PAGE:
How To Stop Procrastinating

In 2014, cat videos garnered nearly 26 billion views on YouTube. The following year a survey published in journal Computers in Human Behavior found that procrastination was a leading cause of this trend. 

Does this sound a bit like you? You may not necessarily be watching videos of cute cats the night before your exam, but if you’re a master procrastinator, you probably have your techniques. If that’s the case, don’t fret! According to researcher and speaker Piers Steel, 95% of us procrastinate to some degree. Hopefully it’s comforting to hear you’re not alone, but you’re probably wondering: what can I do about it? 

In this article, we’ll share some tips on how you can understand and overcome your procrastination. We’ll also mention some practical anti-procrastination techniques you’ll definitely want to hear, so make sure you stick until the end!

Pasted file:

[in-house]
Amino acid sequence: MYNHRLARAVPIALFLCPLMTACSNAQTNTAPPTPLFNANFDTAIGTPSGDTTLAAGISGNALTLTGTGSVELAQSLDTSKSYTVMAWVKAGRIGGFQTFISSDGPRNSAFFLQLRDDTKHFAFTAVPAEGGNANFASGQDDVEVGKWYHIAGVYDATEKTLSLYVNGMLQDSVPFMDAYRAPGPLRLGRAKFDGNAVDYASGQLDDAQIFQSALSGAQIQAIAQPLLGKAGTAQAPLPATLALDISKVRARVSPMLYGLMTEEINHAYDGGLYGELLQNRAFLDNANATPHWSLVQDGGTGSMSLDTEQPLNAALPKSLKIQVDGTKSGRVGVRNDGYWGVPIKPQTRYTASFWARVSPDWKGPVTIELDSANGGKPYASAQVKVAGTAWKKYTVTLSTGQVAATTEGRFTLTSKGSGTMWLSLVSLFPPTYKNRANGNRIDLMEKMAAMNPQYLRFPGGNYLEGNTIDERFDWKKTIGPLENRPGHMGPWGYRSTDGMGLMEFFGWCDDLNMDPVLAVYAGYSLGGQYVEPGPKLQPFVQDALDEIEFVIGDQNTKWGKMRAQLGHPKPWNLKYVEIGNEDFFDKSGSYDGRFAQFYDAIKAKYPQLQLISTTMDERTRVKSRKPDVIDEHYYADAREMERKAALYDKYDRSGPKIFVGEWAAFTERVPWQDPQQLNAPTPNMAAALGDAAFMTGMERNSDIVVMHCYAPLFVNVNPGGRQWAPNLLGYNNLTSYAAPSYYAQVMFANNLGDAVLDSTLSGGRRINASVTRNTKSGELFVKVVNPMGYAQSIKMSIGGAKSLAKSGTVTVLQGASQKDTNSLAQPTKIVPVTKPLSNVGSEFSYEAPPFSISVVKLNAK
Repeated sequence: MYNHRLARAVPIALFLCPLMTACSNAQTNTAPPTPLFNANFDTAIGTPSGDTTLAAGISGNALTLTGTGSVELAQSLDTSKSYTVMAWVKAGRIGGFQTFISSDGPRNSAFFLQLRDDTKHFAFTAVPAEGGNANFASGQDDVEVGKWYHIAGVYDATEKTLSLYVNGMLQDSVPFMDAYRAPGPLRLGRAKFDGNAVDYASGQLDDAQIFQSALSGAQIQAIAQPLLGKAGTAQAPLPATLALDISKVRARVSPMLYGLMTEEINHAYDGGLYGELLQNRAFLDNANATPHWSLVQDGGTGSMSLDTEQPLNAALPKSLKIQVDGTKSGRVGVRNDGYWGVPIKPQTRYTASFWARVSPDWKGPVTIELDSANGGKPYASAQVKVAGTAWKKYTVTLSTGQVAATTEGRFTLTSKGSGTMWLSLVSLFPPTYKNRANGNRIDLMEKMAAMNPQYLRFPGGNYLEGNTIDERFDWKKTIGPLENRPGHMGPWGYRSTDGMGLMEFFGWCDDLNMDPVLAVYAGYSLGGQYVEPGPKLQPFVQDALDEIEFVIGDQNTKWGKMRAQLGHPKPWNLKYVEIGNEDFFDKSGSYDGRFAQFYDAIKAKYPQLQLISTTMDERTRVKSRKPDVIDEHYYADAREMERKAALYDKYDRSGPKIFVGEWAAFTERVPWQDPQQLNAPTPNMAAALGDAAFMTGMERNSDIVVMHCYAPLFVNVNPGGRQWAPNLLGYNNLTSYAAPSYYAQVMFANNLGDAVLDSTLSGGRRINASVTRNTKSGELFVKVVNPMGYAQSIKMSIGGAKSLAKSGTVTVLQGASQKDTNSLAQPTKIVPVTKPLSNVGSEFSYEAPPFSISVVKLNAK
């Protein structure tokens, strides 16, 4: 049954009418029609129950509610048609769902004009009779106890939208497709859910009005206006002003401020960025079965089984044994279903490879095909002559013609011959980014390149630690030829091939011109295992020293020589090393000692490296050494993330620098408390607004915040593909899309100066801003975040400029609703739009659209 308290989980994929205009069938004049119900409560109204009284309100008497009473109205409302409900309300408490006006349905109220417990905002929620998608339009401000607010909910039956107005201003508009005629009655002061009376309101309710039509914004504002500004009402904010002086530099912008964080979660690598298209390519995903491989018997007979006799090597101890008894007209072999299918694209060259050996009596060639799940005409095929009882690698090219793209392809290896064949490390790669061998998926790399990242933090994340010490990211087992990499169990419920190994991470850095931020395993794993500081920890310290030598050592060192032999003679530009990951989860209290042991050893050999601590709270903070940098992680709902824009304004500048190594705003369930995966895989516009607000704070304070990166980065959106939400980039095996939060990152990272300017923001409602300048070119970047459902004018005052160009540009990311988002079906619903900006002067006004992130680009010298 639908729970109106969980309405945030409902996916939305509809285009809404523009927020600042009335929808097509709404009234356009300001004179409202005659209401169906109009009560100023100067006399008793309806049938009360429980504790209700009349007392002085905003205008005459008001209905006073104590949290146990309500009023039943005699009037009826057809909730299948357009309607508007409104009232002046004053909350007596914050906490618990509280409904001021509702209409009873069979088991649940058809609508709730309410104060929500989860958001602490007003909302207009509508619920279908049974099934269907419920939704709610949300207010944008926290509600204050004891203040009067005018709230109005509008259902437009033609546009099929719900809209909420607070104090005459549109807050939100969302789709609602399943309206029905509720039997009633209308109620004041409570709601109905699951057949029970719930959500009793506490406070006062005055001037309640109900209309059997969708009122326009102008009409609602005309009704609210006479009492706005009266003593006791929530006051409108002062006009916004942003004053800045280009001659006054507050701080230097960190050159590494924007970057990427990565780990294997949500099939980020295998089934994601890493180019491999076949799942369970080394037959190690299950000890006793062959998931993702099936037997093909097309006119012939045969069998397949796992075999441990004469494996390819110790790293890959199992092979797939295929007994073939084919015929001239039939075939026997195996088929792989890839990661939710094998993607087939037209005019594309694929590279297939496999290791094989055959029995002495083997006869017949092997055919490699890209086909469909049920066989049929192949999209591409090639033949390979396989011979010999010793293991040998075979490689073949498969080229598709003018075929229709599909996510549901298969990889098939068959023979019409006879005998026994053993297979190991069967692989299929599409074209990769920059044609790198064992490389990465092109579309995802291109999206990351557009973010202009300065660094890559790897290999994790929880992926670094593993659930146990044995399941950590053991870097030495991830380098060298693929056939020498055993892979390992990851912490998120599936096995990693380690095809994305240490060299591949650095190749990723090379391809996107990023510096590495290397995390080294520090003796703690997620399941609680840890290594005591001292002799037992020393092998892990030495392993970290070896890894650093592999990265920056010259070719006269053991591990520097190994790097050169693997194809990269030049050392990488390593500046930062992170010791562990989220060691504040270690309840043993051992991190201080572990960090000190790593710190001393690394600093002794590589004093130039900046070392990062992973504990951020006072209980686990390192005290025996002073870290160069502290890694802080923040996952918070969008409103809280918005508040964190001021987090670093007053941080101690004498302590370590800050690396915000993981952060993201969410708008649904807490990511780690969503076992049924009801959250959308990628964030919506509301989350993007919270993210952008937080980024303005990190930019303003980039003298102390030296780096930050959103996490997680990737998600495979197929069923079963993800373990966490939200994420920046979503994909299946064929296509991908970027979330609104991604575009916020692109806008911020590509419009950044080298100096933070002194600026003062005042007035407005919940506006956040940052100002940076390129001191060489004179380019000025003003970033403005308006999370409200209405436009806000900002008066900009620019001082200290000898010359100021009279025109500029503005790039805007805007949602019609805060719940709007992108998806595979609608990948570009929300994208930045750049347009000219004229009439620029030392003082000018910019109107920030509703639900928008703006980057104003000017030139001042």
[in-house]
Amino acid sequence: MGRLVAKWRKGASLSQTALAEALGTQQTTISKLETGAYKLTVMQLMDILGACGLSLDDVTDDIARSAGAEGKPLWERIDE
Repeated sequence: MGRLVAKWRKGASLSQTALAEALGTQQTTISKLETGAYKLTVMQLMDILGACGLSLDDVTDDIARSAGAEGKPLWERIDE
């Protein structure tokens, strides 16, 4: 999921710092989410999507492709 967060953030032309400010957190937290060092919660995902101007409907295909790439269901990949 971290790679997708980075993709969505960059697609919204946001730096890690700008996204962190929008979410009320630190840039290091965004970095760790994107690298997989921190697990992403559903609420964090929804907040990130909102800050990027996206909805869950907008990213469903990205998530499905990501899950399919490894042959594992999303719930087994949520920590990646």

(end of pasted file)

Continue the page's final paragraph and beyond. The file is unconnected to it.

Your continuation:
Here are some tips on how to stop procrastinating.

1. The reason

Finding the reason why you procrastinate helps you understand yourself better and allows you to start building better, productive habits. With that in mind, you should know that not every procrastination is the same.

Sometimes, we’re just soooo bored with whatever we need to do. Everything else seems more interesting than studying for that test, writing that report, or washing those dishes. Could boredom be the cause of your procrastination?

Other times, we’re overwhelmed with too many things all at once. The thought of 50 tasks on our to-do-list makes us anxious, so we don’t even want to start. Do you think you have too many things on your plate?

And for some people, procrastination is more than a bad habit, but a sign of an underlying mental issue. Research suggests that procrastination can be a cause of serious stress and illness, and it’s also associated with ADHD, OCD, anxiety or depression. If you feel like you procrastinate so much that it’s starting to cause you serious issues, it would be a good idea to seek the advice of a trained professional.

2. Self-efficacy

Self-efficacy is your belief in your ability to perform the actions needed to achieve your goals. It’s an important step in your fight against procrastination because it plays a role in motivating you. Do you feel like you have the ability to successfully achieve the tasks that you need to do? If you believe you’re capable, you’re much more likely to reach your goal.